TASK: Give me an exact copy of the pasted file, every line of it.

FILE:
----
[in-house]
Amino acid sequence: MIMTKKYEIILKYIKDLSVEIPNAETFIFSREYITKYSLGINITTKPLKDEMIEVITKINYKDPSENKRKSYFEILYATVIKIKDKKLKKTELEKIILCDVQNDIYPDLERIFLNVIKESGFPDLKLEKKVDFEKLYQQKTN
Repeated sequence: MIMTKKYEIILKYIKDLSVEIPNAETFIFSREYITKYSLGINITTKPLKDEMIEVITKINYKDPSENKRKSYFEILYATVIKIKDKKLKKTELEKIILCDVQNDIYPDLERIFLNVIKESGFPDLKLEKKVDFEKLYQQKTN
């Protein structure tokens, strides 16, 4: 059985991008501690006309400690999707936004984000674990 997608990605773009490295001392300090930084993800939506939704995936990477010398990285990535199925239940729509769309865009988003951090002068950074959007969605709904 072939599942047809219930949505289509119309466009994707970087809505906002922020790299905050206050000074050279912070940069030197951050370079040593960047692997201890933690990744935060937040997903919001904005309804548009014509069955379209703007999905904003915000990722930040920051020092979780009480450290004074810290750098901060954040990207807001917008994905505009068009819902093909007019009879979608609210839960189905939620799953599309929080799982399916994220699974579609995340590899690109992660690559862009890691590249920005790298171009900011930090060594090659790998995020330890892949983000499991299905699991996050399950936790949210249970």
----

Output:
[in-house]
Amino acid sequence: MIMTKKYEIILKYIKDLSVEIPNAETFIFSREYITKYSLGINITTKPLKDEMIEVITKINYKDPSENKRKSYFEILYATVIKIKDKKLKKTELEKIILCDVQNDIYPDLERIFLNVIKESGFPDLKLEKKVDFEKLYQQKTN
Repeated sequence: MIMTKKYEIILKYIKDLSVEIPNAETFIFSREYITKYSLGINITTKPLKDEMIEVITKINYKDPSENKRKSYFEILYATVIKIKDKKLKKTELEKIILCDVQNDIYPDLERIFLNVIKESGFPDLKLEKKVDFEKLYQQKTN
């Protein structure tokens, strides 16, 4: 059985991008501690006309400690999707936004984000674990 997608990605773009490295001392300090930084993800939506939704995936990477010398990285990535199925239940729509769309865009988003951090002068950074959007969605709904 072939599942047809219930949505289509119309466009994707970087809505906002922020790299905050206050000074050279912070940069030197951050370079040593960047692997201890933690990744935060937040997903919001904005309804548009014509069955379209703007999905904003915000990722930040920051020092979780009480450290004074810290750098901060954040990207807001917008994905505009068009819902093909007019009879979608609210839960189905939620799953599309929080799982399916994220699974579609995340590899690109992660690559862009890691590249920005790298171009900011930090060594090659790998995020330890892949983000499991299905699991996050399950936790949210249970």